To evaluate the changes of microvascular under different intervention conditions, the ultrastructural changes of the cardiac microvascular were examined under electron microscope. As shown in Fig. 6, in the normal group, the surface of cardiac microvascular was smooth, there was no obvious convexity, and the end structure of blood vessels was intact, while the surface of cardiac microvascular in the model control group was more burred and continuality was missing, the endothelial cell membrane was incomplete, and the heterochromatin of the inner nucleus increased and agglomerated, which indicated the pathological state of these microvessels. In the 36 cycle group, myocardial arterioles were not smooth, continuity was missing, endothelial cell membrane was incomplete, nuclear heterochromatin increased and agglomerated, showing a state of injury. In the 8 cycle group, 18 cycle group, and 26 cycle group, the surface of cardiac microvascular were smooth and continuous, the endothelial cell membrane was intact, and the cytoplasmic mitochondria were angiogenesis, while the myocardial samples in the 26 cycle group showed the relatively well-integrated ultrastructures compared with other US-MB treatment and DCM group.

Fig. 6
figure6

Representative pictures of electron micrographs (10,000 ×) of cardiac microvascular from the rats of each group. a Normal group, b DCM model group, c 8 cycles group, d 18 cycle group, e 26 cycle group, f 36 cycle group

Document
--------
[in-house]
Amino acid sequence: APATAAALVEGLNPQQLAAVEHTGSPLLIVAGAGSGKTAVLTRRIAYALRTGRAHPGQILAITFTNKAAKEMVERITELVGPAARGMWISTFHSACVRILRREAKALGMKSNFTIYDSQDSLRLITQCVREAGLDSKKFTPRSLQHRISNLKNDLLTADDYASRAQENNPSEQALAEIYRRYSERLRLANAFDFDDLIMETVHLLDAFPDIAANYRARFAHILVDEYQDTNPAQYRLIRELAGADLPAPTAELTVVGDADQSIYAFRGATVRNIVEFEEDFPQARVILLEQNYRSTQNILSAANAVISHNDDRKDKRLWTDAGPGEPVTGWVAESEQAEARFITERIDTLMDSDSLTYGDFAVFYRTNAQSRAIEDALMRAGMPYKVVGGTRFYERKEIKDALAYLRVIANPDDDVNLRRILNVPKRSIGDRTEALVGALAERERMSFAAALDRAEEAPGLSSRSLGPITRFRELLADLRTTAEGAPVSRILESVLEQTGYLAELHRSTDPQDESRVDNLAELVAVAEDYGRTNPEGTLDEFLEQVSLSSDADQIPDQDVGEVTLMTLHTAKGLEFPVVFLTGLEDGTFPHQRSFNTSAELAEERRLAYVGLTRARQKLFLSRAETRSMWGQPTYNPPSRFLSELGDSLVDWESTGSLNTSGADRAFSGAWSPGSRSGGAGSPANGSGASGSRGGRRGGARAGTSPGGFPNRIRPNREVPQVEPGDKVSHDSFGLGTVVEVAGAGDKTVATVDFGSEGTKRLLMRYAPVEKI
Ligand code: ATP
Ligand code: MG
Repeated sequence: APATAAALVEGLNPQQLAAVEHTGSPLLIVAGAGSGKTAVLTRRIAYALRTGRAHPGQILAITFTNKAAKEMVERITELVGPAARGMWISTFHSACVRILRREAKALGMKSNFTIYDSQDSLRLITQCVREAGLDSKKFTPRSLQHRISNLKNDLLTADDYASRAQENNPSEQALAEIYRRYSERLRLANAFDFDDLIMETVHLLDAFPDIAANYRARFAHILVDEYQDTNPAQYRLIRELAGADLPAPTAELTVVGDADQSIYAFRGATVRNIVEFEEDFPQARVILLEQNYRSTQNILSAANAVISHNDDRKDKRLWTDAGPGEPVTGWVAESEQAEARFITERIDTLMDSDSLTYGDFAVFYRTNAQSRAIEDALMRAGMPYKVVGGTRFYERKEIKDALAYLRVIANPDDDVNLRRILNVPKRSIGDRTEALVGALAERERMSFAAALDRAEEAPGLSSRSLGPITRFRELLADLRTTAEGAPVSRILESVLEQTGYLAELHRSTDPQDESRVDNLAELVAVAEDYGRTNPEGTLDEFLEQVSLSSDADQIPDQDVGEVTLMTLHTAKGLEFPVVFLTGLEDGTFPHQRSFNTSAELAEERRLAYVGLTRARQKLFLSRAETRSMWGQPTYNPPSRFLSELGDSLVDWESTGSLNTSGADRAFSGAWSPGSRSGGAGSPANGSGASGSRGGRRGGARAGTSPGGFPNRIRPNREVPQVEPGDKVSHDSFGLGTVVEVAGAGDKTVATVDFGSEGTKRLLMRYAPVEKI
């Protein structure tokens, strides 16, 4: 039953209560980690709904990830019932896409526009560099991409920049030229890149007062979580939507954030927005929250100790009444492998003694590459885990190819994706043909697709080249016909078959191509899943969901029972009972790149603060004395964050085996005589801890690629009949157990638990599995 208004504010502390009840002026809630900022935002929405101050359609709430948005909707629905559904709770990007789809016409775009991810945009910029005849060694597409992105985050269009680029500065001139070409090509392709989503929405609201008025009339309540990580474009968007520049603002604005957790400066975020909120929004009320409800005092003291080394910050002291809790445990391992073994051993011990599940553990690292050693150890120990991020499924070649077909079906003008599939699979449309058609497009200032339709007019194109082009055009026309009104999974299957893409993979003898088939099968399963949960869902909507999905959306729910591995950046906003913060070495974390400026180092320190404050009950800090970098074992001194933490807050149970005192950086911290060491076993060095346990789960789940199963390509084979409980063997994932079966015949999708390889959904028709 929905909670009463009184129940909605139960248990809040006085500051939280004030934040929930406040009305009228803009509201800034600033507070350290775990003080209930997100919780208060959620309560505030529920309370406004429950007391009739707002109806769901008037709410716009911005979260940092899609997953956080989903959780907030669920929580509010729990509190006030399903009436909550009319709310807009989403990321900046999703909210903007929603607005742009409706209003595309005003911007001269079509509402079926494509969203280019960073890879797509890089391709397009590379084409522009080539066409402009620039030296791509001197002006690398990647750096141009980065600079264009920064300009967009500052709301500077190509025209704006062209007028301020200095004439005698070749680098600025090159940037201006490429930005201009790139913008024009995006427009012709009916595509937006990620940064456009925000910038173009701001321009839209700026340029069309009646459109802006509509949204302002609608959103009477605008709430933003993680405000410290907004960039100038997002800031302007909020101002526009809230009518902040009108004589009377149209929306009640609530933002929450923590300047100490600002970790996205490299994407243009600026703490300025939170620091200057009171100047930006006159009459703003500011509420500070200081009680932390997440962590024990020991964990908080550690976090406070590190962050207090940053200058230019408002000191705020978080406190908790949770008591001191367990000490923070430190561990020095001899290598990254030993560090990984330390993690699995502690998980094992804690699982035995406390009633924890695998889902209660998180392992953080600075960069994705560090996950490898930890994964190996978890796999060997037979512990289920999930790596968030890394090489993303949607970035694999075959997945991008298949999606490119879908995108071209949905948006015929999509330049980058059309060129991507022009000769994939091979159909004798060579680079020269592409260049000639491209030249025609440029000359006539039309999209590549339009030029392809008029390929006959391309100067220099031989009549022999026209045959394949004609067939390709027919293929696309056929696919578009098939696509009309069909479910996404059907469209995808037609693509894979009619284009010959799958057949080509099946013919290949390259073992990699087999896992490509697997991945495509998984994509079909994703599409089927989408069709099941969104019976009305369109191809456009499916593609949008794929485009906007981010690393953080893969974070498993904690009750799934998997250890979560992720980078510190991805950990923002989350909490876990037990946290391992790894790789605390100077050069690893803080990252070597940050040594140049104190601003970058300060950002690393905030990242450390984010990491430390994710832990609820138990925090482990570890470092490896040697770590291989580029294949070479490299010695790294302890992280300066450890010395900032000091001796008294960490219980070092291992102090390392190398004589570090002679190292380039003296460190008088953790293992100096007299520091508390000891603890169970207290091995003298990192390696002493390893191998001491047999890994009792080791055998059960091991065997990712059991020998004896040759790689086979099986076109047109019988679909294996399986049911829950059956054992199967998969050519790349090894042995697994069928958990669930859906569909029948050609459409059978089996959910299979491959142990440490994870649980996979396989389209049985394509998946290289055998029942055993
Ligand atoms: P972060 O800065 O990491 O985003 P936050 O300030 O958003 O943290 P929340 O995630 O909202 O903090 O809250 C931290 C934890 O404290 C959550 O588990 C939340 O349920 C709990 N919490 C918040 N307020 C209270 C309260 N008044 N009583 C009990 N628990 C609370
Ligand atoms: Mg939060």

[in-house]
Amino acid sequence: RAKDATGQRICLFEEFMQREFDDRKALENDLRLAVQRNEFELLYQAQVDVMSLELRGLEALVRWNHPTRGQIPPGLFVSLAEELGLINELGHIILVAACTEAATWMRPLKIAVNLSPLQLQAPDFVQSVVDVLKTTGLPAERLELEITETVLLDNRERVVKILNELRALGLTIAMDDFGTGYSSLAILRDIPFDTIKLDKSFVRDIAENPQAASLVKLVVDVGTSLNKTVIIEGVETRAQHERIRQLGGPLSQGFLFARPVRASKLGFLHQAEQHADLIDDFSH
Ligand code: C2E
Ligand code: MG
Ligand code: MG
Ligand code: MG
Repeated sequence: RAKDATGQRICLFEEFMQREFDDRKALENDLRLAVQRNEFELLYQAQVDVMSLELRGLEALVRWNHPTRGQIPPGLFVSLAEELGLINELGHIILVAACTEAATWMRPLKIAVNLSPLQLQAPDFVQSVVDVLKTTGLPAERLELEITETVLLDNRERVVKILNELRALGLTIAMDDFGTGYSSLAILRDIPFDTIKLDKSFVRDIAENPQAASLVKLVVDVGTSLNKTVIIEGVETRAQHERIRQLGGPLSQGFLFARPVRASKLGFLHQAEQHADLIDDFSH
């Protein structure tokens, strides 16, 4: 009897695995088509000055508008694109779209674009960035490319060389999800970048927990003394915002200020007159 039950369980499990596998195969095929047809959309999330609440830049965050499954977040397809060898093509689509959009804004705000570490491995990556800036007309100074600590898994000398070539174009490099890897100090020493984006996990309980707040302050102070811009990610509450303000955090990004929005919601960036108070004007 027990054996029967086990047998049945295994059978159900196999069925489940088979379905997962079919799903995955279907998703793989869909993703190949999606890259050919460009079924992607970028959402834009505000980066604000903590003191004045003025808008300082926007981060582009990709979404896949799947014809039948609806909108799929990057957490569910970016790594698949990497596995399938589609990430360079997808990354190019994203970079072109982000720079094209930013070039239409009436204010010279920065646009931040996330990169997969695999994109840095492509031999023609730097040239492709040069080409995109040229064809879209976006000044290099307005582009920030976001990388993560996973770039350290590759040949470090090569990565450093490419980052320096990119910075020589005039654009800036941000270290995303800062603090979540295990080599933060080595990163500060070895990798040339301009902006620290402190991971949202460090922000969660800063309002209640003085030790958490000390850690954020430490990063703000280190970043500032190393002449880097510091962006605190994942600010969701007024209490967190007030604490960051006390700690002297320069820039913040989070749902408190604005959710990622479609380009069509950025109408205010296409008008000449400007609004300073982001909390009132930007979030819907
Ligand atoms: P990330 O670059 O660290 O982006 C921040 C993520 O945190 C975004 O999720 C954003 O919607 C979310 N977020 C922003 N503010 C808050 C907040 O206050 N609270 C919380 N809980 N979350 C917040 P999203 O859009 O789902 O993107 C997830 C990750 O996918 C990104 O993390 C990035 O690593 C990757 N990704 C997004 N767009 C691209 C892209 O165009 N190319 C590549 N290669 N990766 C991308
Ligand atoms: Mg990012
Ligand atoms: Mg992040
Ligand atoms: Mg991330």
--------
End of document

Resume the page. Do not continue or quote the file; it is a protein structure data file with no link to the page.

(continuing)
Echocardiography evaluation

The traditional echocardiographic measurements including LVIDd, IVS, LVEF, LVFS and HR were acquired to estimate the improvement of global myocardial contractile function after two weeks of all intervention (Table 1). There was statistically significant difference in LVEF, LVFS and HR in the DCM model group and normal control group (P < 0.05). A distinct improvement was observed in DCM model rats in the levels of the LVEF, LVFS and HR with a P value < 0.05 after UTMD intervention. The LVEF and LVFS in the US + MB subgroup were significantly increased compared with the DCM model group (all P < 0.05). Among all the US + MB groups, the 26 cycle group showed the highest LVEF and LVFS after treatment, and had no statistically significance when compared to the normal group (P > 0.05). There was no statistical significant difference in HR in the 8 cycle group and DCM group after the intervention, but a distinct difference was observed between the DCM group and other US-MB groups in HR with a P value < 0.05. There was a significant increase in the level of HR in the US-MB group but they still did not reach the levels of the normal control rats. There was no statistically significant difference in IVS and LVIDd in UTMD group and DCM model group with a P value > 0.05 after the intervention.

Table 1 Basic Echocardiographic data of the rats in each group (\(\overline{x} \pm s\))

Myocardial capillary density